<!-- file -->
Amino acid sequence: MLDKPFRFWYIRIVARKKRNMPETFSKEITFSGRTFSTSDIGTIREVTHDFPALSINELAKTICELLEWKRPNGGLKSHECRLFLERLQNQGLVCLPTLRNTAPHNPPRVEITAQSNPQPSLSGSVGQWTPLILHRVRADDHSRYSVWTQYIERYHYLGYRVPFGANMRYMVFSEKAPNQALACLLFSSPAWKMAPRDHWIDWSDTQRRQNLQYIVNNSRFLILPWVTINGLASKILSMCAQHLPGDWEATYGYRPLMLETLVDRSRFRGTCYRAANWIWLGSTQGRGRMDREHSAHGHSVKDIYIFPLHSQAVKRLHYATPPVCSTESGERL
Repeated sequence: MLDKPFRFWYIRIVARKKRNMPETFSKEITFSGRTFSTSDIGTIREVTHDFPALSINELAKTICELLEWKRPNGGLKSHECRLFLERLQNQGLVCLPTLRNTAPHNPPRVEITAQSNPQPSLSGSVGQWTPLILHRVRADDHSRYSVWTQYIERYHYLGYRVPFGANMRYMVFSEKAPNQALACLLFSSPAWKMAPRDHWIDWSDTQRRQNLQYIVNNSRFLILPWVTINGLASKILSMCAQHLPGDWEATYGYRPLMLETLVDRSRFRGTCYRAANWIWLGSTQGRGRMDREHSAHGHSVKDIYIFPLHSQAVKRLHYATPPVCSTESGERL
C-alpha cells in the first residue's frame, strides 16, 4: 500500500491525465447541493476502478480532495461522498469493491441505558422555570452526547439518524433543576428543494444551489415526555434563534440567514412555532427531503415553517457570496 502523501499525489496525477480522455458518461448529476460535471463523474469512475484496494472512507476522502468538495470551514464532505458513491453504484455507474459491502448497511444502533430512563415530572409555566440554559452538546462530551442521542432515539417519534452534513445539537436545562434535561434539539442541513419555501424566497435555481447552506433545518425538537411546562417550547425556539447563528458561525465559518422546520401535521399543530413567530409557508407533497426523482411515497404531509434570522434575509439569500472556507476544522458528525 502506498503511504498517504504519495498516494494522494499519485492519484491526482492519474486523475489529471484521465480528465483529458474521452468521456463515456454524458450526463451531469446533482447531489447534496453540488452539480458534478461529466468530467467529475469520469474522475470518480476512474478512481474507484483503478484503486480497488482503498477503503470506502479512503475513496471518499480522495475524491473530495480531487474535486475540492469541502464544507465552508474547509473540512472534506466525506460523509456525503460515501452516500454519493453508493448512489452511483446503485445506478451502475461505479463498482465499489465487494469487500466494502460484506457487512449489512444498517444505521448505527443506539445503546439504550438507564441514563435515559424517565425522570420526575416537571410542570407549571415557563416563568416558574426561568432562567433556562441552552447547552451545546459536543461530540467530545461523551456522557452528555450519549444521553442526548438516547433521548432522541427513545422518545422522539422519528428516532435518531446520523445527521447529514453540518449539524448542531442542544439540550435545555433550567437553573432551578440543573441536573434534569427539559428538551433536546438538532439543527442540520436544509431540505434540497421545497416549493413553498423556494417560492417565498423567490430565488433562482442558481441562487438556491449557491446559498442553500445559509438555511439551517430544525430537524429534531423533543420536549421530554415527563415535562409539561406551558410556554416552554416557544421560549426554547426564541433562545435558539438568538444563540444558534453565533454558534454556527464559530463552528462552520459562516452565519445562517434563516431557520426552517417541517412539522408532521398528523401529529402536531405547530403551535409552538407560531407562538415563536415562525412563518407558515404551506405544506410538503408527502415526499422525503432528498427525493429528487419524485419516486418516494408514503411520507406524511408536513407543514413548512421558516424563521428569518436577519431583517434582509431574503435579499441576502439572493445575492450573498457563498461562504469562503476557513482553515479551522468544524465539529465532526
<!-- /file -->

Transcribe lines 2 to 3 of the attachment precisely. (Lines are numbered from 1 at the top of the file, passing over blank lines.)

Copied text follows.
Repeated sequence: MLDKPFRFWYIRIVARKKRNMPETFSKEITFSGRTFSTSDIGTIREVTHDFPALSINELAKTICELLEWKRPNGGLKSHECRLFLERLQNQGLVCLPTLRNTAPHNPPRVEITAQSNPQPSLSGSVGQWTPLILHRVRADDHSRYSVWTQYIERYHYLGYRVPFGANMRYMVFSEKAPNQALACLLFSSPAWKMAPRDHWIDWSDTQRRQNLQYIVNNSRFLILPWVTINGLASKILSMCAQHLPGDWEATYGYRPLMLETLVDRSRFRGTCYRAANWIWLGSTQGRGRMDREHSAHGHSVKDIYIFPLHSQAVKRLHYATPPVCSTESGERL
C-alpha cells in the first residue's frame, strides 16, 4: 500500500491525465447541493476502478480532495461522498469493491441505558422555570452526547439518524433543576428543494444551489415526555434563534440567514412555532427531503415553517457570496 502523501499525489496525477480522455458518461448529476460535471463523474469512475484496494472512507476522502468538495470551514464532505458513491453504484455507474459491502448497511444502533430512563415530572409555566440554559452538546462530551442521542432515539417519534452534513445539537436545562434535561434539539442541513419555501424566497435555481447552506433545518425538537411546562417550547425556539447563528458561525465559518422546520401535521399543530413567530409557508407533497426523482411515497404531509434570522434575509439569500472556507476544522458528525 502506498503511504498517504504519495498516494494522494499519485492519484491526482492519474486523475489529471484521465480528465483529458474521452468521456463515456454524458450526463451531469446533482447531489447534496453540488452539480458534478461529466468530467467529475469520469474522475470518480476512474478512481474507484483503478484503486480497488482503498477503503470506502479512503475513496471518499480522495475524491473530495480531487474535486475540492469541502464544507465552508474547509473540512472534506466525506460523509456525503460515501452516500454519493453508493448512489452511483446503485445506478451502475461505479463498482465499489465487494469487500466494502460484506457487512449489512444498517444505521448505527443506539445503546439504550438507564441514563435515559424517565425522570420526575416537571410542570407549571415557563416563568416558574426561568432562567433556562441552552447547552451545546459536543461530540467530545461523551456522557452528555450519549444521553442526548438516547433521548432522541427513545422518545422522539422519528428516532435518531446520523445527521447529514453540518449539524448542531442542544439540550435545555433550567437553573432551578440543573441536573434534569427539559428538551433536546438538532439543527442540520436544509431540505434540497421545497416549493413553498423556494417560492417565498423567490430565488433562482442558481441562487438556491449557491446559498442553500445559509438555511439551517430544525430537524429534531423533543420536549421530554415527563415535562409539561406551558410556554416552554416557544421560549426554547426564541433562545435558539438568538444563540444558534453565533454558534454556527464559530463552528462552520459562516452565519445562517434563516431557520426552517417541517412539522408532521398528523401529529402536531405547530403551535409552538407560531407562538415563536415562525412563518407558515404551506405544506410538503408527502415526499422525503432528498427525493429528487419524485419516486418516494408514503411520507406524511408536513407543514413548512421558516424563521428569518436577519431583517434582509431574503435579499441576502439572493445575492450573498457563498461562504469562503476557513482553515479551522468544524465539529465532526